Story plays a large part in The Lego Movie, but one shouldn’t expect to see anything necessarily new or groundbreaking. An idea of a “Chosen One” meant to save the universe is motivated by the need to stop a goofy (albeit funny) MacGuffin, characters reveal their deepest and most personal feelings at dramatic high points, and the audience is meant to glean yet another message of “you are special” from its (at times) heavy-handed delivery. There’s a lot of rote elements to the film that will prevent it from ever being something that stands on its own in the same way a Pixar film might. Despite this re-treading of old ground, it engages these rote elements with enough ingenuity and creativity that every joke, plot point, and challenge put to the main characters still manage to feel fresh.
The majority of touching moments are saved for the final act, however, and the rest of the film is a fast-paced and frantic mix of exposition, over-the-top delivery, and quirky humor. It feels jerky and random, constantly jumping from one slapstick gag to another as our heroes catapult themselves all over the Lego universe in an effort to rally other Master Builders and defeat Lord Business. But again, what should have been cringe worthy and obnoxious jokes are instead endearing and highly amusing, engaging rote movie cliches and pop cultue while also taking them apart and making them the butt of the joke. Nothing is off limits, and the possibilities are endless in this world made up of so many different licenses, characters, and settings. So, when Star Wars characters pop in out of nowhere to help Emmet and the gang obtain a hyperdrive, you have no option but to laugh. It’s crazy, it’s absurd, and it’s really, really fun.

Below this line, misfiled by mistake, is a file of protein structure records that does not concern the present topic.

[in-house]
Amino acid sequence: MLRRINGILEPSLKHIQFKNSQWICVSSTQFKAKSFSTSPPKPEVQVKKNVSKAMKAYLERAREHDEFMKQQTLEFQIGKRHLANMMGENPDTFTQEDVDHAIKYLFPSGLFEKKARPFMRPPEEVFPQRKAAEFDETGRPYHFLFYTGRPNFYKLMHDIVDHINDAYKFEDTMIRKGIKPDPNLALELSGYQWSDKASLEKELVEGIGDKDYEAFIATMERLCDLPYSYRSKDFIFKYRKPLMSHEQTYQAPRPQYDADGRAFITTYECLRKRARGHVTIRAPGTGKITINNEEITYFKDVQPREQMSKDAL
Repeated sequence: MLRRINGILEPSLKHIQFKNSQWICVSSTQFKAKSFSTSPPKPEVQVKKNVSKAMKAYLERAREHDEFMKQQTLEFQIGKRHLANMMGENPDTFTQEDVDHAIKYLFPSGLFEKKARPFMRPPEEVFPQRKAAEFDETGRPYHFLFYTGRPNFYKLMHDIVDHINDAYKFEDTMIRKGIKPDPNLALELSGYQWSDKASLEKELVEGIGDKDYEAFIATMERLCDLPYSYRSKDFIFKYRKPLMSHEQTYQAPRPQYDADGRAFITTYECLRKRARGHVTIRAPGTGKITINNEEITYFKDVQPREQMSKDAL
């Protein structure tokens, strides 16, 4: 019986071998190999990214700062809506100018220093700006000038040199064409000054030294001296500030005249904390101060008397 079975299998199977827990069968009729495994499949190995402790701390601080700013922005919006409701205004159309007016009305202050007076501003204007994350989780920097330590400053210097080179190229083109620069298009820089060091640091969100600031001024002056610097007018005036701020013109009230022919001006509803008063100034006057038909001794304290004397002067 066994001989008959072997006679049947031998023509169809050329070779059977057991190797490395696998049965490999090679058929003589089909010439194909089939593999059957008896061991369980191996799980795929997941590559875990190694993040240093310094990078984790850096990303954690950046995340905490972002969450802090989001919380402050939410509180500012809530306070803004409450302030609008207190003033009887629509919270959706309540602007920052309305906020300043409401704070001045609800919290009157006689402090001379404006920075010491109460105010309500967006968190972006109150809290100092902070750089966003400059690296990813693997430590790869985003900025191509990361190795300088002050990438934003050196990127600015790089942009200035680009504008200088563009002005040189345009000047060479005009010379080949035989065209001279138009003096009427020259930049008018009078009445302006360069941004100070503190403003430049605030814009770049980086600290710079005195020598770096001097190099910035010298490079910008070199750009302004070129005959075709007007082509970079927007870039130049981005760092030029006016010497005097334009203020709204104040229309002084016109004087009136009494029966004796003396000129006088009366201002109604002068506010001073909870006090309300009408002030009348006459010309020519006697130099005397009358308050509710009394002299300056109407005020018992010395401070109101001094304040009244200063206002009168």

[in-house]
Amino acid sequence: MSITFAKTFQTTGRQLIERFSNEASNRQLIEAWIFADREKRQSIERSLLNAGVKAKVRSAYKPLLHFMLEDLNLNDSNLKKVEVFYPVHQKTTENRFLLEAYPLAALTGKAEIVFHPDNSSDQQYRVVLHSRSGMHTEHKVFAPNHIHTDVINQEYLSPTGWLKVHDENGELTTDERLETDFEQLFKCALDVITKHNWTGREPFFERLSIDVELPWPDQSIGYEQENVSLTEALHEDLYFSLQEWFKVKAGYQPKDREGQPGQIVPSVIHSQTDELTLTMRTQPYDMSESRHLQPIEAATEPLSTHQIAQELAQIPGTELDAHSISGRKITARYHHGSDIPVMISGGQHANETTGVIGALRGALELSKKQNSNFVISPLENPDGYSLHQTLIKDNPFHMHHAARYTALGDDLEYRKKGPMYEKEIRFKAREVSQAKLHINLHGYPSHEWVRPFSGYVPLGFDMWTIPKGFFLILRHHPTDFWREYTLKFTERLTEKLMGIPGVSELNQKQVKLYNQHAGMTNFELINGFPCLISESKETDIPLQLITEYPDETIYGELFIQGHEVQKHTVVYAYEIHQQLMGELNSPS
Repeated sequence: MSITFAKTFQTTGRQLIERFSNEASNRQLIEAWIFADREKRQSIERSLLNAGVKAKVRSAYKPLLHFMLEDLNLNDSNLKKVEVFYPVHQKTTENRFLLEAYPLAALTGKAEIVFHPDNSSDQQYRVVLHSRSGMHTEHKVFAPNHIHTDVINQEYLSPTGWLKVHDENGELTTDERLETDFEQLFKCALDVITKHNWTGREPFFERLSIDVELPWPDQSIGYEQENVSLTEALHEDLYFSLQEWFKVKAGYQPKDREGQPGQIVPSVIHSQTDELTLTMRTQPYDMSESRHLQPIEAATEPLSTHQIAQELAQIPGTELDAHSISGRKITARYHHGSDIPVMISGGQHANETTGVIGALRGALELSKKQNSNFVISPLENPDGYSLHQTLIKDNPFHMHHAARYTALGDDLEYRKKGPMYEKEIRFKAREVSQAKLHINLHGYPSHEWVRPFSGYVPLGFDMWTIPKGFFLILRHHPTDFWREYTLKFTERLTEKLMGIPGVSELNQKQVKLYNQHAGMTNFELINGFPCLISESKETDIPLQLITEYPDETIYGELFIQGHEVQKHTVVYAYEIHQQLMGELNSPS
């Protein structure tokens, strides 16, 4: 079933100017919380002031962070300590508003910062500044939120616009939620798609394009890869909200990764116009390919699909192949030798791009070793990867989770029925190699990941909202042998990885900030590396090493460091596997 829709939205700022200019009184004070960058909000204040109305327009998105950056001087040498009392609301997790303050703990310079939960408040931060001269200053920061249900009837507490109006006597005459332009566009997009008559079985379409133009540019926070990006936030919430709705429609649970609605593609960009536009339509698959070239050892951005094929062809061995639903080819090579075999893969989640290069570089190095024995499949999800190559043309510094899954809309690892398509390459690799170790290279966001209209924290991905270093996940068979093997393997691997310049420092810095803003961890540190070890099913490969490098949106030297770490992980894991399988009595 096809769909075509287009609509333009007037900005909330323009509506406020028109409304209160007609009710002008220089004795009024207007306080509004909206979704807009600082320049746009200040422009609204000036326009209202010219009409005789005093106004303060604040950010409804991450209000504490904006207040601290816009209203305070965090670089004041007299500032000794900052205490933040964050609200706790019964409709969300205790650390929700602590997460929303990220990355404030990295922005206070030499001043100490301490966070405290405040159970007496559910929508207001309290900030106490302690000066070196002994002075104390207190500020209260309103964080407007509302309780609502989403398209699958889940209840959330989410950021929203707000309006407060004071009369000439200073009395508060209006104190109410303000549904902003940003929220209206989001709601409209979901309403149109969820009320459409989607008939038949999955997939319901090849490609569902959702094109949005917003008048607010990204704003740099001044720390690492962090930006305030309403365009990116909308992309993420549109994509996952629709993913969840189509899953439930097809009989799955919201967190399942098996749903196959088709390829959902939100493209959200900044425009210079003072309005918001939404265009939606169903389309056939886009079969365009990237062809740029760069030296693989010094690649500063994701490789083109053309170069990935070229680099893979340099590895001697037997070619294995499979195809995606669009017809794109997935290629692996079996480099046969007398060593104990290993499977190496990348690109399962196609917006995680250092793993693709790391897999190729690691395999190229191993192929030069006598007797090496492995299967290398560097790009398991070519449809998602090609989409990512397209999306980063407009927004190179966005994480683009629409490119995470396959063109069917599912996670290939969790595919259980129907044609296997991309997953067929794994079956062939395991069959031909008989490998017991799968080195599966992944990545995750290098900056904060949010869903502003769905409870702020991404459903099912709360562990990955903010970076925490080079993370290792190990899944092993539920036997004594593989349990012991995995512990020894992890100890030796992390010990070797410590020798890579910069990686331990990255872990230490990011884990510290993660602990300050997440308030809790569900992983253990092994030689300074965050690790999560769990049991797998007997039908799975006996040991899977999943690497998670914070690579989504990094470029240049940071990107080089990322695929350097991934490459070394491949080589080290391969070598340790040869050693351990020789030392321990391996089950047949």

The film’s Lego-inspired visuals play a major role in allowing for these types of jokes to really soar, affecting a quick, jerky style of aesthetic looking more like stop motion than computer-rendered animation. That’s not to take away from the visual fidelity of the film, because at times, it’s absolutely stunning. Smoke billows up into the air in the form of tiny Lego pieces, as does water when anything falls in the ocean. Fire erupts in the form of the fiery Lego pieces we’ve all used to deck out medieval sets, and, even in its intentionally jerky execution, the animation is so seamless, sets so beautifully designed, and characters so well realized that it’s difficult to not get sucked into the movie thanks to its visuals alone. It’s a lot like seeing an expertly-crafted Lego set in real life, only with sentient characters who remain in constant breakneck motion.
The very nature of the film itself will lead many to assume that The Lego Movie is nothing more than soulless product flaunt meant for children that should have gone straight to the DVD bargain bin at Wal-Mart. But through inventive use of its source material and an earnest narrative, it avoids being bad family movie fare and instead successfully finds its way to become a comedic and sentimental film. Its characters and very world may be made of the trademarked and iconic plastic bricks we’ve all come to know and love so well, but The Lego Movie brilliantly uses the toy’s own conventions to play to its narrative strengths, resulting in a film that is as clever and ingenious as it is haphazardly funny.